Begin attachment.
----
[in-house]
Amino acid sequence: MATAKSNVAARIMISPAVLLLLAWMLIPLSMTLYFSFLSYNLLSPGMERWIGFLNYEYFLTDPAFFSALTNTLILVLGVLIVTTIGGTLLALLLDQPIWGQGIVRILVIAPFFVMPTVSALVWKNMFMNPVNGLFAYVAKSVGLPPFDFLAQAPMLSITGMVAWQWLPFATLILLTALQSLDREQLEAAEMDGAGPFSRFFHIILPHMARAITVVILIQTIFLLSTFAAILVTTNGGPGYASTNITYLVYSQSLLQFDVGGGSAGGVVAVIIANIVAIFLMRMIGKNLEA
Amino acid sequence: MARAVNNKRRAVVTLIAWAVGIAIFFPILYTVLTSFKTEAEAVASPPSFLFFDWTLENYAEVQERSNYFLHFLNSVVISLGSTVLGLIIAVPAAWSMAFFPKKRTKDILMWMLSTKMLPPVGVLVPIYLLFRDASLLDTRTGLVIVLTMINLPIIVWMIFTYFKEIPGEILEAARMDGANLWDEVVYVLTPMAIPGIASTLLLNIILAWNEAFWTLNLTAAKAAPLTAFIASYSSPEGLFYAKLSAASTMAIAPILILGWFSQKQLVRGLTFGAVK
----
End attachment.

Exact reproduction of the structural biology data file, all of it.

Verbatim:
[in-house]
Amino acid sequence: MATAKSNVAARIMISPAVLLLLAWMLIPLSMTLYFSFLSYNLLSPGMERWIGFLNYEYFLTDPAFFSALTNTLILVLGVLIVTTIGGTLLALLLDQPIWGQGIVRILVIAPFFVMPTVSALVWKNMFMNPVNGLFAYVAKSVGLPPFDFLAQAPMLSITGMVAWQWLPFATLILLTALQSLDREQLEAAEMDGAGPFSRFFHIILPHMARAITVVILIQTIFLLSTFAAILVTTNGGPGYASTNITYLVYSQSLLQFDVGGGSAGGVVAVIIANIVAIFLMRMIGKNLEA
Amino acid sequence: MARAVNNKRRAVVTLIAWAVGIAIFFPILYTVLTSFKTEAEAVASPPSFLFFDWTLENYAEVQERSNYFLHFLNSVVISLGSTVLGLIIAVPAAWSMAFFPKKRTKDILMWMLSTKMLPPVGVLVPIYLLFRDASLLDTRTGLVIVLTMINLPIIVWMIFTYFKEIPGEILEAARMDGANLWDEVVYVLTPMAIPGIASTLLLNIILAWNEAFWTLNLTAAKAAPLTAFIASYSSPEGLFYAKLSAASTMAIAPILILGWFSQKQLVRGLTFGAVK